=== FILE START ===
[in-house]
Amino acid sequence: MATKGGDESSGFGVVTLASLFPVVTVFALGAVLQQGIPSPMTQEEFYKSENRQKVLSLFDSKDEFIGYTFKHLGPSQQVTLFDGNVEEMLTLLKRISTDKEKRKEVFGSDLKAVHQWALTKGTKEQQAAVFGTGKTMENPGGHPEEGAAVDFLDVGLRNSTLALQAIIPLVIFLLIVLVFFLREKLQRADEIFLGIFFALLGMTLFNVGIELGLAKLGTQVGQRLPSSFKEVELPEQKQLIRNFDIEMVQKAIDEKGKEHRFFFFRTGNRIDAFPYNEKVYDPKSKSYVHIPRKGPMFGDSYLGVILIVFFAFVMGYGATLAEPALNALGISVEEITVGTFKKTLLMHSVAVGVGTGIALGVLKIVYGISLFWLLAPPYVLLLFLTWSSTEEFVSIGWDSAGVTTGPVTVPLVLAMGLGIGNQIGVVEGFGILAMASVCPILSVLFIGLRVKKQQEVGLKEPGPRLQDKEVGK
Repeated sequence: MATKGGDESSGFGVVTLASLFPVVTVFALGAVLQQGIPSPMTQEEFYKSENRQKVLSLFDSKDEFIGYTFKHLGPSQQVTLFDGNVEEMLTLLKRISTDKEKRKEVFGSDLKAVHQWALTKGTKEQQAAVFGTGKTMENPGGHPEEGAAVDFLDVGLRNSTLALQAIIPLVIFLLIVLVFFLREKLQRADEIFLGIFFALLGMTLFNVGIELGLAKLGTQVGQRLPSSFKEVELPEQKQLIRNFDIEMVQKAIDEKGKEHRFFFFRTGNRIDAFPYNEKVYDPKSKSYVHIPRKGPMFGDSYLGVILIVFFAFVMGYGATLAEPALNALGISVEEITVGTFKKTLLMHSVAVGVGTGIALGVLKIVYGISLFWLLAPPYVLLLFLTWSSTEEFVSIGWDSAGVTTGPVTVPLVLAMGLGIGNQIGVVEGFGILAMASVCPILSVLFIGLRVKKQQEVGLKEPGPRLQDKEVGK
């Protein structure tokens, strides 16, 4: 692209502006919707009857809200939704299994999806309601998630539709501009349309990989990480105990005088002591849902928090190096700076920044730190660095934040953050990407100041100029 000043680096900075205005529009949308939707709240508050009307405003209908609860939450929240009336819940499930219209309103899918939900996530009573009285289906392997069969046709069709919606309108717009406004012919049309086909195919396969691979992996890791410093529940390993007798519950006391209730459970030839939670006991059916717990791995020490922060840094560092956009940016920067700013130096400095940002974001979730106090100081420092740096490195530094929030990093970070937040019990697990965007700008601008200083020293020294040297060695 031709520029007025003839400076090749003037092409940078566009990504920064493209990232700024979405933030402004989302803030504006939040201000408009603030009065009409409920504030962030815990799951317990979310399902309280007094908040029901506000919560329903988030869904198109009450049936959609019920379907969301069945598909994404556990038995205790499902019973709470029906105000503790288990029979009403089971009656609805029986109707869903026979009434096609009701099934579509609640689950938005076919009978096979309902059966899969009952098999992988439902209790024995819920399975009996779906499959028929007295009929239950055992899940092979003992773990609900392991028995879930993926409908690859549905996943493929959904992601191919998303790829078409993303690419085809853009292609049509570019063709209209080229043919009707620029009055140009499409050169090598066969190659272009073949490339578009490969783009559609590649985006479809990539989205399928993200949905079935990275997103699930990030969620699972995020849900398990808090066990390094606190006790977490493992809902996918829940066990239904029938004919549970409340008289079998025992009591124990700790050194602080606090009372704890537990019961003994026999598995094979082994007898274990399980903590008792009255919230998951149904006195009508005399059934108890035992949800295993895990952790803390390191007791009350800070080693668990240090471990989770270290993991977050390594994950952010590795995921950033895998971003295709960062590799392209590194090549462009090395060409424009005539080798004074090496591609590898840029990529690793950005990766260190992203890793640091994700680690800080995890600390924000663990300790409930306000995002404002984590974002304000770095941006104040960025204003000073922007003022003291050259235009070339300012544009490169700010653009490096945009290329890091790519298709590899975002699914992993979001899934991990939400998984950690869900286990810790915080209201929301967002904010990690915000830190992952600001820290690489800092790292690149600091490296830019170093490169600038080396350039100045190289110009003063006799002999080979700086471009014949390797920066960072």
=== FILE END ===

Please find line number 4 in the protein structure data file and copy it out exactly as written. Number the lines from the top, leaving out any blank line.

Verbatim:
């Protein structure tokens, strides 16, 4: 692209502006919707009857809200939704299994999806309601998630539709501009349309990989990480105990005088002591849902928090190096700076920044730190660095934040953050990407100041100029 000043680096900075205005529009949308939707709240508050009307405003209908609860939450929240009336819940499930219209309103899918939900996530009573009285289906392997069969046709069709919606309108717009406004012919049309086909195919396969691979992996890791410093529940390993007798519950006391209730459970030839939670006991059916717990791995020490922060840094560092956009940016920067700013130096400095940002974001979730106090100081420092740096490195530094929030990093970070937040019990697990965007700008601008200083020293020294040297060695 031709520029007025003839400076090749003037092409940078566009990504920064493209990232700024979405933030402004989302803030504006939040201000408009603030009065009409409920504030962030815990799951317990979310399902309280007094908040029901506000919560329903988030869904198109009450049936959609019920379907969301069945598909994404556990038995205790499902019973709470029906105000503790288990029979009403089971009656609805029986109707869903026979009434096609009701099934579509609640689950938005076919009978096979309902059966899969009952098999992988439902209790024995819920399975009996779906499959028929007295009929239950055992899940092979003992773990609900392991028995879930993926409908690859549905996943493929959904992601191919998303790829078409993303690419085809853009292609049509570019063709209209080229043919009707620029009055140009499409050169090598066969190659272009073949490339578009490969783009559609590649985006479809990539989205399928993200949905079935990275997103699930990030969620699972995020849900398990808090066990390094606190006790977490493992809902996918829940066990239904029938004919549970409340008289079998025992009591124990700790050194602080606090009372704890537990019961003994026999598995094979082994007898274990399980903590008792009255919230998951149904006195009508005399059934108890035992949800295993895990952790803390390191007791009350800070080693668990240090471990989770270290993991977050390594994950952010590795995921950033895998971003295709960062590799392209590194090549462009090395060409424009005539080798004074090496591609590898840029990529690793950005990766260190992203890793640091994700680690800080995890600390924000663990300790409930306000995002404002984590974002304000770095941006104040960025204003000073922007003022003291050259235009070339300012544009490169700010653009490096945009290329890091790519298709590899975002699914992993979001899934991990939400998984950690869900286990810790915080209201929301967002904010990690915000830190992952600001820290690489800092790292690149600091490296830019170093490169600038080396350039100045190289110009003063006799002999080979700086471009014949390797920066960072």